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20210137_0010
© Christian LEMZAOUDA / Sylvain CHARBONNIER / CR2P / MNHN / CNRS Photothèque

Prawn in the moonlight

Reference

20210137_0010

Production year

2018

Max. size

42.9 x 28.21 cm / 300 dpi

Caption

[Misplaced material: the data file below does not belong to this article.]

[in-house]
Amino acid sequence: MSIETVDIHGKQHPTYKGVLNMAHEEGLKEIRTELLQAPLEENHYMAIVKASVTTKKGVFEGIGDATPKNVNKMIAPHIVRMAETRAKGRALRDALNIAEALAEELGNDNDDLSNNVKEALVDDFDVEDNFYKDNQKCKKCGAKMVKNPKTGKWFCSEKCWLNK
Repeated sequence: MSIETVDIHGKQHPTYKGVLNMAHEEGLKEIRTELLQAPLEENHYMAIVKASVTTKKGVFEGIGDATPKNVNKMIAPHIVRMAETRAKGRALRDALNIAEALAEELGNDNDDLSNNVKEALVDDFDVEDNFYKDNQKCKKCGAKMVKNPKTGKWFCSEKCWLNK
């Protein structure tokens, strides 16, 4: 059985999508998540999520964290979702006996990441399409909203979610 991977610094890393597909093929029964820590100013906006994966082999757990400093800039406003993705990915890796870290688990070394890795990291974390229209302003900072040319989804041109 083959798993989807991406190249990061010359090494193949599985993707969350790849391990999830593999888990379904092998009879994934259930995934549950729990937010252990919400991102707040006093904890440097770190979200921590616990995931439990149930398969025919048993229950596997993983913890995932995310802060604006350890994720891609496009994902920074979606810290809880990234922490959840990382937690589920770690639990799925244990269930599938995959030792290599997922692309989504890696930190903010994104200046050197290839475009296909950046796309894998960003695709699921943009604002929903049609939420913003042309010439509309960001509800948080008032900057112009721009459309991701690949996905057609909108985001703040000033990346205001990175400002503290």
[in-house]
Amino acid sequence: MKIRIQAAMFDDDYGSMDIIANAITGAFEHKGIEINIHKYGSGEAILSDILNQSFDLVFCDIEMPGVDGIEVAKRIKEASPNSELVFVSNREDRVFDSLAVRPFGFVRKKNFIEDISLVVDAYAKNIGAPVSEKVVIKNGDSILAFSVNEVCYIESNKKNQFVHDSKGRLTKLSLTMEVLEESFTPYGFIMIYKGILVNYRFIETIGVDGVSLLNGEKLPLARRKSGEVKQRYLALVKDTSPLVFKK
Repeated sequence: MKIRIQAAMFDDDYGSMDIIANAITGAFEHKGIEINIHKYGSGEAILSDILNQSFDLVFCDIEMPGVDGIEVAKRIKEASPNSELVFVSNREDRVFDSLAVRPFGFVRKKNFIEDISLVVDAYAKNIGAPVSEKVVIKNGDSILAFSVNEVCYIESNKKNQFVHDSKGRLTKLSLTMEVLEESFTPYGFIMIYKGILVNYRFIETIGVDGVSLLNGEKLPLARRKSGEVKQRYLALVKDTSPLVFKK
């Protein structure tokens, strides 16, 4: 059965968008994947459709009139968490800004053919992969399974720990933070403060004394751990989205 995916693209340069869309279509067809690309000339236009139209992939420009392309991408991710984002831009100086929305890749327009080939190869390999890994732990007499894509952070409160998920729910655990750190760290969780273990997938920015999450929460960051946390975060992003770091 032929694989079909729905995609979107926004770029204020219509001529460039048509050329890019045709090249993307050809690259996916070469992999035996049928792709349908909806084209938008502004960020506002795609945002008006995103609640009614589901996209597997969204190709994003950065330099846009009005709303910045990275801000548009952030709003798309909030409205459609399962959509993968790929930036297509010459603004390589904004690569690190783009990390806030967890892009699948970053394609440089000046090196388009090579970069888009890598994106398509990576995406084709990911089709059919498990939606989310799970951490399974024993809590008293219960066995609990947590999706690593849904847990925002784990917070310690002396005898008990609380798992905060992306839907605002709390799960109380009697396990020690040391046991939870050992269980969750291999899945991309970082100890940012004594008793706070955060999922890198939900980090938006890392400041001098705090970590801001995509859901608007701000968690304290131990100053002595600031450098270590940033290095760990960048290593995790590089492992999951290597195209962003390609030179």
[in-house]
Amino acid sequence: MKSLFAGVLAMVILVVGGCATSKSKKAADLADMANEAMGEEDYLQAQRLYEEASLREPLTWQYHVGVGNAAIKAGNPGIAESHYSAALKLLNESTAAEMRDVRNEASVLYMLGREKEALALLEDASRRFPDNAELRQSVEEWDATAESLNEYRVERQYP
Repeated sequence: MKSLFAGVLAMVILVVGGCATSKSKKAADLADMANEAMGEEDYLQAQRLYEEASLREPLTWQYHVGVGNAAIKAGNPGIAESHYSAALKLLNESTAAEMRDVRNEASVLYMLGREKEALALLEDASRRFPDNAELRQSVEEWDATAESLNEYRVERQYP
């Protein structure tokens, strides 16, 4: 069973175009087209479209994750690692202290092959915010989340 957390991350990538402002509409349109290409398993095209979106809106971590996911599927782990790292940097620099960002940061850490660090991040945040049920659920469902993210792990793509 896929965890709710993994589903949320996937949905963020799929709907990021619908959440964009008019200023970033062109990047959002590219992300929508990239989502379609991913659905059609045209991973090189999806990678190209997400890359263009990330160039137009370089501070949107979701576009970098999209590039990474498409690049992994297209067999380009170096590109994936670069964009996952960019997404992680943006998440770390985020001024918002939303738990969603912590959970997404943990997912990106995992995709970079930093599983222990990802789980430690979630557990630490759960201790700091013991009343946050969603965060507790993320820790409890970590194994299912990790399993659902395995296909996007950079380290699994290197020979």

Rediscovered in the collections of the MNHN French national museum of natural history, this specimen of Aeger insignis comes from the Solnhofen Limestone, in Germany. This small crustacean lived in a lagoon in the Late Jurassic around 140 million years ago. At that time, what is now Europe was a vast archipelago with turquoise waters and a tropical climate. This prawn belonged to an extinct family whose main feature was that it had highly-developed jawfeet (also known as maxillipeds) endowed with long removable spines, which the animal could use as “rakes” to search for food in the sediment. Ultraviolet light reveals very fine anatomical details invisible in normal light (such as spines, grooves and pores), making it possible to correctly identify the species of fossil.

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